You walk the day without the burden of facts.
The evil is always at hand, it takes an effort
to look beyond it. You think of the polar bear
starving for the fifth day. She had cubs to feed.
By now you know all the synonyms of despair
but the clerk at the table surprises you.
He is a linguist, he has just coined the darkest word
in the dictionary. It does something to your body,
for the mind cannot register it. The mind has its devious
ways of dealing with facts. But the body will never
lie, it will pronounce it backward and forward
till the hair turns white and the eyes turn inward.
I have a prayer for my children, for all children:
May they find love. May they walk a land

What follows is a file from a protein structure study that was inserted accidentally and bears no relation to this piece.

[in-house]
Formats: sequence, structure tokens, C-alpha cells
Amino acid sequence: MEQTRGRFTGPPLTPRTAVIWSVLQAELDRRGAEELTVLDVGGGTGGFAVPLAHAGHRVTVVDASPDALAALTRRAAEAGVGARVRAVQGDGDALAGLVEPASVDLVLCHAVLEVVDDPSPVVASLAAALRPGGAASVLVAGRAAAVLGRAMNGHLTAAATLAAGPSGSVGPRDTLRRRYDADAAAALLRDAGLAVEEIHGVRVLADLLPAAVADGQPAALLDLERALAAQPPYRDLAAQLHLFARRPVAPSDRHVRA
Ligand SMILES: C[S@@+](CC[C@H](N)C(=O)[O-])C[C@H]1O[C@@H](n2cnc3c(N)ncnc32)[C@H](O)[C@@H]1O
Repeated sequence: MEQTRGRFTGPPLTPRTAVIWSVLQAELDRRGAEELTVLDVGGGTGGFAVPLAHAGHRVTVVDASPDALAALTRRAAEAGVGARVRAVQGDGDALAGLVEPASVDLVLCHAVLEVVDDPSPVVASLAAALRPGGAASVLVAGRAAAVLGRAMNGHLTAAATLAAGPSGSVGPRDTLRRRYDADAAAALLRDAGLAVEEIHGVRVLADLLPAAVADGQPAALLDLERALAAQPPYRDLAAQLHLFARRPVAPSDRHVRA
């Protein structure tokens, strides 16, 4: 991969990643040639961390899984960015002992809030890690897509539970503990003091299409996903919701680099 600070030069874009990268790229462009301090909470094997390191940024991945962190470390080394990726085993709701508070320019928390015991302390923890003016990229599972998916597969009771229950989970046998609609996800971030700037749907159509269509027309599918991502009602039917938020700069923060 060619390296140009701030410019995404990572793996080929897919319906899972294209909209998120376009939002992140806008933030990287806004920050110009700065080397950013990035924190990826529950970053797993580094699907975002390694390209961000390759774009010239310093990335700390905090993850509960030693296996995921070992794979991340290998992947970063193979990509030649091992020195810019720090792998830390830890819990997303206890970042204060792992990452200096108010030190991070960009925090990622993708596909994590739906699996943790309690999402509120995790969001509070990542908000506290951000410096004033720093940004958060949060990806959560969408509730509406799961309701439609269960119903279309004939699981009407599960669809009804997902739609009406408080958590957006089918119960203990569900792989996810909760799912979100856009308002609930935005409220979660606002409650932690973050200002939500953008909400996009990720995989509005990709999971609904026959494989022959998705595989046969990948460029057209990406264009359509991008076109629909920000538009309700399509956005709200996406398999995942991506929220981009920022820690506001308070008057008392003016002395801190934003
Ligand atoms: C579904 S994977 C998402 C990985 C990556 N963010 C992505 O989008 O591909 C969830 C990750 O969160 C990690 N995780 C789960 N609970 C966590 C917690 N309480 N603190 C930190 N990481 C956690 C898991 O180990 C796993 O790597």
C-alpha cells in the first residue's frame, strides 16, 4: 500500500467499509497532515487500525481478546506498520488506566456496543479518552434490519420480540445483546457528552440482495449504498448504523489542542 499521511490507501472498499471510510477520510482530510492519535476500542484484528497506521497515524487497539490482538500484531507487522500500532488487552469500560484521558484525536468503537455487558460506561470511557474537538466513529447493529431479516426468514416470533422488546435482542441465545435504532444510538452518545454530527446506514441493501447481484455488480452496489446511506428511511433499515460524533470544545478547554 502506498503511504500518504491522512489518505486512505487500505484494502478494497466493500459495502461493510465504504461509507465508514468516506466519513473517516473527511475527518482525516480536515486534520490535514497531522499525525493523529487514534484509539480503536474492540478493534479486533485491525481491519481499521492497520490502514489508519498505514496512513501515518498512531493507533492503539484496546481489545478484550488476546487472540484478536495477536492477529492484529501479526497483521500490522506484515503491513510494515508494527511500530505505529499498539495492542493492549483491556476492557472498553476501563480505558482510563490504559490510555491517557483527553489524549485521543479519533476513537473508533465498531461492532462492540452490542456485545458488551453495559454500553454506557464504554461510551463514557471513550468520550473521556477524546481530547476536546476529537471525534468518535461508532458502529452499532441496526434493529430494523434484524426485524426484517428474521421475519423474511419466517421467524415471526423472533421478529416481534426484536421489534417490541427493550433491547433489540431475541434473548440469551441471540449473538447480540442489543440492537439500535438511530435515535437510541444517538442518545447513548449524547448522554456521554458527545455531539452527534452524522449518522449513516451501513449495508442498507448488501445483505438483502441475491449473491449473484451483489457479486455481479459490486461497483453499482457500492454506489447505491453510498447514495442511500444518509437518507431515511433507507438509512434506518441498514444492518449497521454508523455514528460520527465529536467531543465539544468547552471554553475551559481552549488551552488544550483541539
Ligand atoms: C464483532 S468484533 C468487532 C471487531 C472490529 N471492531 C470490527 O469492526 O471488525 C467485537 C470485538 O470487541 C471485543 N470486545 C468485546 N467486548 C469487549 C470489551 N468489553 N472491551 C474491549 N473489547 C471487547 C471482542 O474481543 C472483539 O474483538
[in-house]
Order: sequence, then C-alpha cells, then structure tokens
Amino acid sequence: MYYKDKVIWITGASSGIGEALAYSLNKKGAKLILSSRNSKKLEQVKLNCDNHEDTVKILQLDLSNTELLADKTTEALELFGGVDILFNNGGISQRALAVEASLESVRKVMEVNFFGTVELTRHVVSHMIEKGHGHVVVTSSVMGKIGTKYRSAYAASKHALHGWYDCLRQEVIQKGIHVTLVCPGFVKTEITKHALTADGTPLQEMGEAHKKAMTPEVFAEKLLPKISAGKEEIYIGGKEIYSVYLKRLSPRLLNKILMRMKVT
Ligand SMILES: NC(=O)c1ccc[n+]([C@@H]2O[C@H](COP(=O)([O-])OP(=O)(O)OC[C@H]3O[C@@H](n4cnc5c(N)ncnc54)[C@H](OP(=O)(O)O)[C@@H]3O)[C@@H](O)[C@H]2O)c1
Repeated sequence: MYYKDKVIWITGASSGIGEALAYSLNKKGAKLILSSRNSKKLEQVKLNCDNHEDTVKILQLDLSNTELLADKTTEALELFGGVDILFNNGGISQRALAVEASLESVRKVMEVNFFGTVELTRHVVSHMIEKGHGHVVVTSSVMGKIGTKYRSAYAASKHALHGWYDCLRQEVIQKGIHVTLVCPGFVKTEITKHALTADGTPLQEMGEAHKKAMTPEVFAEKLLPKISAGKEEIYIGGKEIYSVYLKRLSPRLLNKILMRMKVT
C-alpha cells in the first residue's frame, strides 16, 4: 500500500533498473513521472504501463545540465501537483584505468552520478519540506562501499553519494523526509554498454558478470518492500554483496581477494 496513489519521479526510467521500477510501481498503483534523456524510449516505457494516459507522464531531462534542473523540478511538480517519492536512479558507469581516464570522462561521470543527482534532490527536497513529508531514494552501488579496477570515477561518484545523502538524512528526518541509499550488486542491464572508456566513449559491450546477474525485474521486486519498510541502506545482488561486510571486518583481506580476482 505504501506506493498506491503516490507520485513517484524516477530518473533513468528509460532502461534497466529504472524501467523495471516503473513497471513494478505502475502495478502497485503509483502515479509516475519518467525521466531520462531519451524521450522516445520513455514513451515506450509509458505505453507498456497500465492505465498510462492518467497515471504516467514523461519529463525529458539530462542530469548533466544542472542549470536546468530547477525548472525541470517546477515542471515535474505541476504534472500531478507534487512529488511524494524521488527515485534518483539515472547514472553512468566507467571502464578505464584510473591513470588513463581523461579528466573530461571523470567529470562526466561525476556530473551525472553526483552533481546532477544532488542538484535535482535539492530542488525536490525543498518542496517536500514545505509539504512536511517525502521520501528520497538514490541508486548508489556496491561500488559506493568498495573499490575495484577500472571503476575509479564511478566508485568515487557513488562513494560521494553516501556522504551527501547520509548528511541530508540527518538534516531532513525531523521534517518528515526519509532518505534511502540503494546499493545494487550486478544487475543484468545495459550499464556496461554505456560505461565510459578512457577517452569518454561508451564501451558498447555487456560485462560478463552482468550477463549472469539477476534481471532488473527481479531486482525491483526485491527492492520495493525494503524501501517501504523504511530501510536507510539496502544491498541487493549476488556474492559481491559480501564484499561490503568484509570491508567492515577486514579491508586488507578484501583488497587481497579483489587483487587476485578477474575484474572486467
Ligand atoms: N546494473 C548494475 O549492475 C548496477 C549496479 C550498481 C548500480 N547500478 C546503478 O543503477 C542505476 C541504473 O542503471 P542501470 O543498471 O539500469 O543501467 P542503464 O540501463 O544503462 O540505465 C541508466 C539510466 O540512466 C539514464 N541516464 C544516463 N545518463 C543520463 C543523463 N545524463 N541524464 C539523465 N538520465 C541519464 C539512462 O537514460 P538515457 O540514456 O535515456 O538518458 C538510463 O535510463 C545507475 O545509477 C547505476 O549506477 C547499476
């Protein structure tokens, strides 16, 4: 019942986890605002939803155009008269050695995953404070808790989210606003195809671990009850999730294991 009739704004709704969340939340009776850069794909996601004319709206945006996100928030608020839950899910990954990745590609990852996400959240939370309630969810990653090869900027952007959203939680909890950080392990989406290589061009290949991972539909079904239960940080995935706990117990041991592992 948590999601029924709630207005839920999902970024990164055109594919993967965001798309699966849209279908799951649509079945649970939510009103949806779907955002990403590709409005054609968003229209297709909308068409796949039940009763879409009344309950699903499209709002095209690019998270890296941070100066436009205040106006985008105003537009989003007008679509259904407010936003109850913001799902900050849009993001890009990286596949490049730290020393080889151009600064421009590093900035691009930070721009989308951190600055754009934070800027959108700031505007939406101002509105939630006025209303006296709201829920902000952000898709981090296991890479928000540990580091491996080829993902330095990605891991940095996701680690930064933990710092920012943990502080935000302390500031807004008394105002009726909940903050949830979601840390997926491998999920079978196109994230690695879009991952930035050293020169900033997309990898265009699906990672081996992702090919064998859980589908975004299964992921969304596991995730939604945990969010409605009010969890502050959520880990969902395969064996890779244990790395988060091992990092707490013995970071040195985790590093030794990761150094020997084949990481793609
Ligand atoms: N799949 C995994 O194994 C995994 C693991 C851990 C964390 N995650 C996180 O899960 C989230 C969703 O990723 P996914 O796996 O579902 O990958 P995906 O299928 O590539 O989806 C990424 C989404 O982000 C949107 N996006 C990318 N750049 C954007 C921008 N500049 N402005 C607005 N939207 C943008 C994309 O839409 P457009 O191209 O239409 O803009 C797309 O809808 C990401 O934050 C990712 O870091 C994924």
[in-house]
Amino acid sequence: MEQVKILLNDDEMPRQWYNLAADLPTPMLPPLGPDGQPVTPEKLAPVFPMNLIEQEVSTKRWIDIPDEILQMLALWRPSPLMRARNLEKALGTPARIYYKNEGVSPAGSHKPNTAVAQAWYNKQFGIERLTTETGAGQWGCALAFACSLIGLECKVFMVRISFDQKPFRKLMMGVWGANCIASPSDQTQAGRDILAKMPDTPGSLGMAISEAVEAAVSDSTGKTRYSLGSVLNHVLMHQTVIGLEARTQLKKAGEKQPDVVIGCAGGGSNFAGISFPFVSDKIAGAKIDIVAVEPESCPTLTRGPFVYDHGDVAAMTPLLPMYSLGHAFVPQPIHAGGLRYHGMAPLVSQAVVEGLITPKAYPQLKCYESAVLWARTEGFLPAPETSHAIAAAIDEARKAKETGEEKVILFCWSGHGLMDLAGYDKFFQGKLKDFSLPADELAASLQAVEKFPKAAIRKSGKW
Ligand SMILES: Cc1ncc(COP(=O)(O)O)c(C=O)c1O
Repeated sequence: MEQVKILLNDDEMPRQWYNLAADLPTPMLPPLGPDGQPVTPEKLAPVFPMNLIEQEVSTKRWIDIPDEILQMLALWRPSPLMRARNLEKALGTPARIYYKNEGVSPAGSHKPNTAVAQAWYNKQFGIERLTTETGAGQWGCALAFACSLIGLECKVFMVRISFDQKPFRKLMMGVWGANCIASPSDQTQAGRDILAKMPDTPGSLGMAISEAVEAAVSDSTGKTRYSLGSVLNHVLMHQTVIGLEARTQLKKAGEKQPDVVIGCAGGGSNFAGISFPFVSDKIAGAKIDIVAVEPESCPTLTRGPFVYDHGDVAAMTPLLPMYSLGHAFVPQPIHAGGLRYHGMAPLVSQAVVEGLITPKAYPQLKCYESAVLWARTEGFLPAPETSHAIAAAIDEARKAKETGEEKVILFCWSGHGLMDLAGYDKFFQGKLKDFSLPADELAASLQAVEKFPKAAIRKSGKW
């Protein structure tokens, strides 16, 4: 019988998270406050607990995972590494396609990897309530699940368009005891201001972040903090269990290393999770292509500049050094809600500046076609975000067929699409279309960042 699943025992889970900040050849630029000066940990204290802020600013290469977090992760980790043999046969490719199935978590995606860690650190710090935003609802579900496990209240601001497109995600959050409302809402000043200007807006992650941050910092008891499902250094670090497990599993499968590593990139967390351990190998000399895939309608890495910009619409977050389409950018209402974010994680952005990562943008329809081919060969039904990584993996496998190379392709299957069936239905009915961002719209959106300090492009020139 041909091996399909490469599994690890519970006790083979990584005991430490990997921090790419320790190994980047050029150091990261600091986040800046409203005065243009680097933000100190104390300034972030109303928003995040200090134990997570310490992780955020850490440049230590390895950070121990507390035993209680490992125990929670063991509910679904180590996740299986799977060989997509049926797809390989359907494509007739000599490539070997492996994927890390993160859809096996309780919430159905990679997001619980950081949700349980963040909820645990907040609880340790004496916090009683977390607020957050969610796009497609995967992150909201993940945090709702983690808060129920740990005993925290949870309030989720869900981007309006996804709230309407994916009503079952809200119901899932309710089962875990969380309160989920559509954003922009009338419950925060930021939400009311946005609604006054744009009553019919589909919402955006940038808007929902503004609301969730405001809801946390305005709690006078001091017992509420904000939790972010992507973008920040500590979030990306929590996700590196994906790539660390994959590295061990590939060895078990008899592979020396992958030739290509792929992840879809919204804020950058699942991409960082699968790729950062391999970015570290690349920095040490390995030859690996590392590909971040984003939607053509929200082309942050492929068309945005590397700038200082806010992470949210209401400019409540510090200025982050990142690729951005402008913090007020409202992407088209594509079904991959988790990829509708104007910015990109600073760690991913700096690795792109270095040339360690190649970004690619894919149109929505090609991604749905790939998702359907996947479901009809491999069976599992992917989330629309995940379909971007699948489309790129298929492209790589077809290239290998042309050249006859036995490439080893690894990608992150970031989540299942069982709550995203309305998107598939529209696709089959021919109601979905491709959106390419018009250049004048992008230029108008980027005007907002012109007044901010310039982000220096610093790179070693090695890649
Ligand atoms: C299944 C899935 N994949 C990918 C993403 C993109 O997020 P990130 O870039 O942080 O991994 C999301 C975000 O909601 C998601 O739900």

where they are not suspects. May they never
hear the word I just heard, a word that
should be banned from the dictionary.
The man behind me said, Say your prayers
elsewhere. This is an office. I said, This is a prayer
for everyone, including you. His mobile rang
and he said, O God, O God, and he ran weeping.
The queue moves like a conveyor belt. When my
turn comes, just before the lever is pulled,
I will think of the tamarind tree, its stout roots
pushing into the soil, its canopy like
a carnival. Run your fingers on its fissured,
weathered bark, and any word you speak
becomes a prayer. Open its lumpy
brown pods of fruits and you are in the land
of folk-tales. Eat its pulp that melts in your
mouth like a rhyming proverb, and you are
no more a dwarf like me, standing in queues
your whole life. I move to the next table. Before
the linguist there pronounces the unspeakable
word a second time, confirming it,
I tell him, Take this brown-eyed shiny seed,
please pass it on to your grandchildren or any
children. They will know one day what
I meant to say to you, when they turn it
in their hands like a globe that is out of shape.